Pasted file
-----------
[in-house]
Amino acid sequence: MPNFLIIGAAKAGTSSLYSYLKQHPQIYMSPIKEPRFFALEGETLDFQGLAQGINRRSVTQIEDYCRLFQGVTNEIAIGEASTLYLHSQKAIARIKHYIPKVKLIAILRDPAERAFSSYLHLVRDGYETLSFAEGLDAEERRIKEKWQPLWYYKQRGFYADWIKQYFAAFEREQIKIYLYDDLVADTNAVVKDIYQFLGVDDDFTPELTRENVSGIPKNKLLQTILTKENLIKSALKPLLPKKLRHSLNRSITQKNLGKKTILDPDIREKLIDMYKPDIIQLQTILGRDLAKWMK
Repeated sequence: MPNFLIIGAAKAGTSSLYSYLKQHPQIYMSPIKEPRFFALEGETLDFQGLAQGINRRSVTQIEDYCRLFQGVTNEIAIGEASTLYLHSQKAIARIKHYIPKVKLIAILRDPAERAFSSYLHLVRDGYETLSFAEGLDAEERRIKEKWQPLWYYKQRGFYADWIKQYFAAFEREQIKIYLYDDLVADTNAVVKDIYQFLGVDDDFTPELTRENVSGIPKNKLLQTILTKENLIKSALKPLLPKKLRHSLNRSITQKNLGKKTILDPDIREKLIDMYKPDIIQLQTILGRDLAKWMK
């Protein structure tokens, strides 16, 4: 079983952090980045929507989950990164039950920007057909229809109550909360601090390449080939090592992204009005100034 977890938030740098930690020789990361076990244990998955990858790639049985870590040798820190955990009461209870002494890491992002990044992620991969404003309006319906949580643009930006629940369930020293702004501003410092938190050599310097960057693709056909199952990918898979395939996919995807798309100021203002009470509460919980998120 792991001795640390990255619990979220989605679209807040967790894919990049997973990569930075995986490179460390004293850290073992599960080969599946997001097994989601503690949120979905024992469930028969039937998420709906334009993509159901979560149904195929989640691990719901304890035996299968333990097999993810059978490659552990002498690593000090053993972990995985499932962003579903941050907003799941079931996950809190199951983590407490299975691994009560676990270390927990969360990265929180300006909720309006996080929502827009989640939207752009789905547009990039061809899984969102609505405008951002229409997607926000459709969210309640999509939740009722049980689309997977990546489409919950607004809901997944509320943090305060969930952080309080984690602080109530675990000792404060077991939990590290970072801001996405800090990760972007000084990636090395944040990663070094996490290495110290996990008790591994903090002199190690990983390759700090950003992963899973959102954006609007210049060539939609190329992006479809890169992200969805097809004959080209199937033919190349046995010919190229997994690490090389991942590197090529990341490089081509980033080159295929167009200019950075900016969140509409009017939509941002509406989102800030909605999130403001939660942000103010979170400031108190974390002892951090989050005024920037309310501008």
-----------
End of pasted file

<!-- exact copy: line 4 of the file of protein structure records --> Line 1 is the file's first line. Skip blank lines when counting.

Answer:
């Protein structure tokens, strides 16, 4: 079983952090980045929507989950990164039950920007057909229809109550909360601090390449080939090592992204009005100034 977890938030740098930690020789990361076990244990998955990858790639049985870590040798820190955990009461209870002494890491992002990044992620991969404003309006319906949580643009930006629940369930020293702004501003410092938190050599310097960057693709056909199952990918898979395939996919995807798309100021203002009470509460919980998120 792991001795640390990255619990979220989605679209807040967790894919990049997973990569930075995986490179460390004293850290073992599960080969599946997001097994989601503690949120979905024992469930028969039937998420709906334009993509159901979560149904195929989640691990719901304890035996299968333990097999993810059978490659552990002498690593000090053993972990995985499932962003579903941050907003799941079931996950809190199951983590407490299975691994009560676990270390927990969360990265929180300006909720309006996080929502827009989640939207752009789905547009990039061809899984969102609505405008951002229409997607926000459709969210309640999509939740009722049980689309997977990546489409919950607004809901997944509320943090305060969930952080309080984690602080109530675990000792404060077991939990590290970072801001996405800090990760972007000084990636090395944040990663070094996490290495110290996990008790591994903090002199190690990983390759700090950003992963899973959102954006609007210049060539939609190329992006479809890169992200969805097809004959080209199937033919190349046995010919190229997994690490090389991942590197090529990341490089081509980033080159295929167009200019950075900016969140509409009017939509941002509406989102800030909605999130403001939660942000103010979170400031108190974390002892951090989050005024920037309310501008």